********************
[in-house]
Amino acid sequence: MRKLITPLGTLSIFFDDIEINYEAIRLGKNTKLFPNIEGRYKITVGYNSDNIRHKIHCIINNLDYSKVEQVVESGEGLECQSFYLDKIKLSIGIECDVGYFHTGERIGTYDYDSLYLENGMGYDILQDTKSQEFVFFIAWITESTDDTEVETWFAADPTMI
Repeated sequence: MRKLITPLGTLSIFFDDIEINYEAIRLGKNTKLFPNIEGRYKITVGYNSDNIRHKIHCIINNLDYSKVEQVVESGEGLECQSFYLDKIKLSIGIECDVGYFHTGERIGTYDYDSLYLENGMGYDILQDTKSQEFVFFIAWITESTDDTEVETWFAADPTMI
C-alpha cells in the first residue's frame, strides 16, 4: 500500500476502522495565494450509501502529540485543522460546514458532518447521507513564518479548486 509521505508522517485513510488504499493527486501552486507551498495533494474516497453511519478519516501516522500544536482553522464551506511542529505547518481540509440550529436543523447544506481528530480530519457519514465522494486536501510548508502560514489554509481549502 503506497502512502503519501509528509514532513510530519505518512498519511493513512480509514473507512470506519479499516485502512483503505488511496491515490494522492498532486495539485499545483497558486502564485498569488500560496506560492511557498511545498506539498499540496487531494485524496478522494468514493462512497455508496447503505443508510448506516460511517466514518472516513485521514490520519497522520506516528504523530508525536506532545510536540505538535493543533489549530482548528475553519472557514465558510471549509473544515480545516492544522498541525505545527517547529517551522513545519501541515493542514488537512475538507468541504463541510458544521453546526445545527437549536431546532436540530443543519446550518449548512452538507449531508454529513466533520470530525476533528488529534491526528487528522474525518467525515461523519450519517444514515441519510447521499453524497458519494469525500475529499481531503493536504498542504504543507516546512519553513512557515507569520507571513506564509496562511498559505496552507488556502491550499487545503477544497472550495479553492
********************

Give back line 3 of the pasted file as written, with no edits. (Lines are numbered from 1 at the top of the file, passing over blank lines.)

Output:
Repeated sequence: MRKLITPLGTLSIFFDDIEINYEAIRLGKNTKLFPNIEGRYKITVGYNSDNIRHKIHCIINNLDYSKVEQVVESGEGLECQSFYLDKIKLSIGIECDVGYFHTGERIGTYDYDSLYLENGMGYDILQDTKSQEFVFFIAWITESTDDTEVETWFAADPTMI